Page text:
Here's the catch: unfortunately, it turns out that more than half of the extra-virgin olive oil imported into the U.S. after testing did not pass the testing for true EVOO. A big part of these substandard olive oils that are being imported to the U.S. are from Italy where there is a large number of big blending operations owned by big name companies. I mean no ill to Italy, but this unfortunately is occurring.
The truth being uncovered is oils like hazelnut, corn, grape seed, and sunflower seed are being added to EVOO and then bottled and labeled as olive oil from Italy. Also, older or non-first pressed (nonEVOO) olive oils are being mixed with true EVOO and labeled as EVOO. Both these practices are fraudulent. Unfortunately, the industry right now is not policing this practice consistently. So most of the EVOO on the grocery store shelves marketed as coming from Italy is not what you and I think it is.
A study from the University of California, Davis, found that 69 percent of imports tested failed to meet a U.S. Department of Agriculture quality standard.
The main problem I have with this resulting lower-grade oil is it will not give you the health benefits that a true EVOO should give you. Even if it's not noticeably rancid, many of the heart-healthy and cancer-fighting compounds have degraded and fizzled.
Buying True EVOO
What can you do to be assured you are buying true EVOO? There are some guidelines you can follow if you are serious like me about getting the super-healthy, polyphenolic compounds you find the in highest concentrations in EVOO you buy:
Step 1: Check the Type of Bottle
First, the olive oil should be housed in dark, colored glass that protects the oil from ultra-violet light. If the bottle is clear glass or plastic, chances are good that you're looking at a poor-quality, adulterated oil.
Step 2: Check the Harvest Date
Quality oil will have a harvest date. If there is none, you likely have a variety of oils of varying grades. In general I can only find a harvest date on about 1 in 20 bottles in the grocery store. Check yourself the next time you make a trip.
You want to buy olive oil with this year’s or within last year’s harvest date. You more often find best by or expiration dates or sell by, these are not the same as a harvest date.
Ideally you want to consume olive oil within 18 months of the harvest date. It is still good up to two years after, but that is more for rancidity than health reasons.
Even if it has a harvest date, you still won't know whether an olive oil has been harvested and handled to maximize polyphenol content. Don’t despair; there are some things you can do to be diligent to get the most health out of your olive oil.
Step 3: Check the Label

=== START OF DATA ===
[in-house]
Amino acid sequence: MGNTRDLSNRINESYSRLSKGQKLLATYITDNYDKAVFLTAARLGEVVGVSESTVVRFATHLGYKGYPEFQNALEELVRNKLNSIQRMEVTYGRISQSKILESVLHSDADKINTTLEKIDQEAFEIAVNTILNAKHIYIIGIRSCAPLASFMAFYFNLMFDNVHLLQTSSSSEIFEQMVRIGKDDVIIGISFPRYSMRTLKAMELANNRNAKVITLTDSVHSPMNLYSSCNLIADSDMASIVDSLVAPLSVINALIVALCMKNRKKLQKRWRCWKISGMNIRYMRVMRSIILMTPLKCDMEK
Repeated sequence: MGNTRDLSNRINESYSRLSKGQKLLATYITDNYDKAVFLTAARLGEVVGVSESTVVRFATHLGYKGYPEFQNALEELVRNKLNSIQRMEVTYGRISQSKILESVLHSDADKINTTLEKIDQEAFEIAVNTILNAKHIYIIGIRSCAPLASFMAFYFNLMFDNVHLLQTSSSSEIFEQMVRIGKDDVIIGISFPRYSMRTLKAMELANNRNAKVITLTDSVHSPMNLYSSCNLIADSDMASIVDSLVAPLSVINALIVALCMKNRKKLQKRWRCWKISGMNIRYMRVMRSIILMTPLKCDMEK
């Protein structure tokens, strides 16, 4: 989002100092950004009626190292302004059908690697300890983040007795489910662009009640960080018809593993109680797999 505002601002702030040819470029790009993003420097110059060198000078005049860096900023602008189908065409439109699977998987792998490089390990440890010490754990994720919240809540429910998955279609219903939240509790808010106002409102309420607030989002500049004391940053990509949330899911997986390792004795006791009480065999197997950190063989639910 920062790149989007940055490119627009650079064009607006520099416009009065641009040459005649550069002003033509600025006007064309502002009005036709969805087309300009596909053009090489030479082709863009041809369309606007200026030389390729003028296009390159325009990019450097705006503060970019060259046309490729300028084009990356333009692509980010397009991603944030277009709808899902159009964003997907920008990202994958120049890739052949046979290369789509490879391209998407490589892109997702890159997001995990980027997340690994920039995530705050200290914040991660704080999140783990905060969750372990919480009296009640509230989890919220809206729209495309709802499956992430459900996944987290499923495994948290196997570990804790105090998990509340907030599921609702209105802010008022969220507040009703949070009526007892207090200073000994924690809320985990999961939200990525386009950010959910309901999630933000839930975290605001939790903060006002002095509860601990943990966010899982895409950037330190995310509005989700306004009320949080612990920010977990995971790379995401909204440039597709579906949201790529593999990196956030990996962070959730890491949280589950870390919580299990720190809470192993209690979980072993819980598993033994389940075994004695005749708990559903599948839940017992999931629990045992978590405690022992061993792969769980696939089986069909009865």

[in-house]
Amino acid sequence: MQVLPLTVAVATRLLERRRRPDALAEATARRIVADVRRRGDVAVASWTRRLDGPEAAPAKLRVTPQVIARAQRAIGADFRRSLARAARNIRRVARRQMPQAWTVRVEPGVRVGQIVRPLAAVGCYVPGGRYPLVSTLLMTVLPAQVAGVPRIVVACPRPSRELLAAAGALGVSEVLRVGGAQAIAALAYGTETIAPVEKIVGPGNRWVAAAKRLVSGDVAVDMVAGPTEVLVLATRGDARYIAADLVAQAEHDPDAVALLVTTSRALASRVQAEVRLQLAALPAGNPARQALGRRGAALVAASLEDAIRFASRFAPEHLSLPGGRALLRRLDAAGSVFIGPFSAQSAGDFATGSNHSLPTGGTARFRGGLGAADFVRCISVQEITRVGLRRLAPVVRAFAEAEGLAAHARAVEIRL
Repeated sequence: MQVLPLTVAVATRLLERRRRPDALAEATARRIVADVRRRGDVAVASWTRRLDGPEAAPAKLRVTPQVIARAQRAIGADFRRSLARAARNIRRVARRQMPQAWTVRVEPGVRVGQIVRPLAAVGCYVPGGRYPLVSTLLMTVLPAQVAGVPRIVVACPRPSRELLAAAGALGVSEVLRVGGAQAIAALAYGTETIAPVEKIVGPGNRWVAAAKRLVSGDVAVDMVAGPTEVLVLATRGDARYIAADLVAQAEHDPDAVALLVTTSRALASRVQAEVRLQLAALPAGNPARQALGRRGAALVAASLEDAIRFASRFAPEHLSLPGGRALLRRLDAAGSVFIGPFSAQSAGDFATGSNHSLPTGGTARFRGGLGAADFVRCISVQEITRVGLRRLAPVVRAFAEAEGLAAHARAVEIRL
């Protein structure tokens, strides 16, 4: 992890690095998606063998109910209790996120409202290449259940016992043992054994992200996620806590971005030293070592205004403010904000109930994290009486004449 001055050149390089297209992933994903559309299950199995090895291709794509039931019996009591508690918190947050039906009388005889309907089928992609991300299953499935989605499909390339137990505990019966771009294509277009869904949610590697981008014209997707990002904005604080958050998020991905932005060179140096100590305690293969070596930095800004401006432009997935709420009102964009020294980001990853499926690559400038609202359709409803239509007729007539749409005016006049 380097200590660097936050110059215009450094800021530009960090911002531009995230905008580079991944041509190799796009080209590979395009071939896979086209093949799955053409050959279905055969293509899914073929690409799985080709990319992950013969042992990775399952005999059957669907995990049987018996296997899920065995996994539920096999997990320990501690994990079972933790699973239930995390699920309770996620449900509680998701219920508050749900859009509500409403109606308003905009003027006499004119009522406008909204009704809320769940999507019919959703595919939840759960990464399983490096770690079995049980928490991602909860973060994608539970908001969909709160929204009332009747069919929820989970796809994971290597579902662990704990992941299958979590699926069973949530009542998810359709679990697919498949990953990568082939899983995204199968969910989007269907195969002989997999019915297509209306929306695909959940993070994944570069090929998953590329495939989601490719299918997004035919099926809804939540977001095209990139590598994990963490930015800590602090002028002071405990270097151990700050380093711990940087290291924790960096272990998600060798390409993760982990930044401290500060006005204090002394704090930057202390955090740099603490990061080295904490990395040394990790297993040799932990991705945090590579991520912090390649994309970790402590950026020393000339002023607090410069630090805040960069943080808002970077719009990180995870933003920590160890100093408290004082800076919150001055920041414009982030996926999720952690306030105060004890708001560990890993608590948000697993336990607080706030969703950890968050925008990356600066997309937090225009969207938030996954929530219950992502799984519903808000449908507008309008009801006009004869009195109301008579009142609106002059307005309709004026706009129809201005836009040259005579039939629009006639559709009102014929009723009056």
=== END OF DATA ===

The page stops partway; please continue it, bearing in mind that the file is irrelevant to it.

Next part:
Ideally you want the grower’s name and the specific location where the olives were grown. Not just the country, but also the cultivar or type of olive used to make the oil.
Step 4: Try California or Australian Olive Oil
The California and Australian Olive Oil Council has stricter criteria for their olive oils than the International Olive Oil Council (IOOC) and North American Olive Oil Association (NAOOA). Hopefully this will change in coming years.
To earn the seal, the olive oil must pass various chemical analysis standards and be taste tasted by the California Olive Oil Council’s highly trained taste panel each harvest season. You can look online to see if the olive oil you are using passed the testing. Just Google “COOC seal certified oils olive oil” and look for a list for that year.
The olive oil I am using here called California Olive Ranch did pass on 2014 and 2015 certification for the seal. I checked online. They are the biggest grocery store suppliers in the U.S. You don’t have to buy this brand; instead, learn to read the label.
I make sure most of the EVOO I buy at the grocery store has a harvest date within the last 18 months. If I have a special dish or want to take the health one step higher, I will go to a specialty food shop where the owner is familiar with the olive farm where the olives were harvested and the oil processed and purchase EVOO there. That will typically raise your price by 3 to 4 times.
The best scenario is if I can find out the olive variety that was used in the olive oil. This is similar to knowing the grape variety in wines. There are certain olives that have been tested to have high polyphenolic content (the uber healthy part of olive oil). See the chart below for names.
I use the expensive EVOO for drizzling on salads and low heat sautéing or baking. For high heat cooking I use canola oil. I even adjust recipes to a lower heat and use olive oil if I can. Another secret is to reduce the amount of oil during cooking and add just before serving a drizzle of very good EVOO for a burst of flavor and health. Also, don’t forget olive oil is not for heating in wonderful dishes like pesto, brushetta, and salad dressing. These are great ways to easily get nutrition and flavor with olive oil.
Olive Varieties by Amount of Polyphenolic Chart
Very High: Coratina, Conicabra, Koroneiki, Moraiolo, Picual
High: Bosana, Chemlali, Manzanillo, Picholine
Medium: Arbosana, Barnea, Empeltre, Frantoio, Hojiblanca, Leccino,
Low: Arbequina, Picudo, Taggiasca
Source: International Olive Oil Council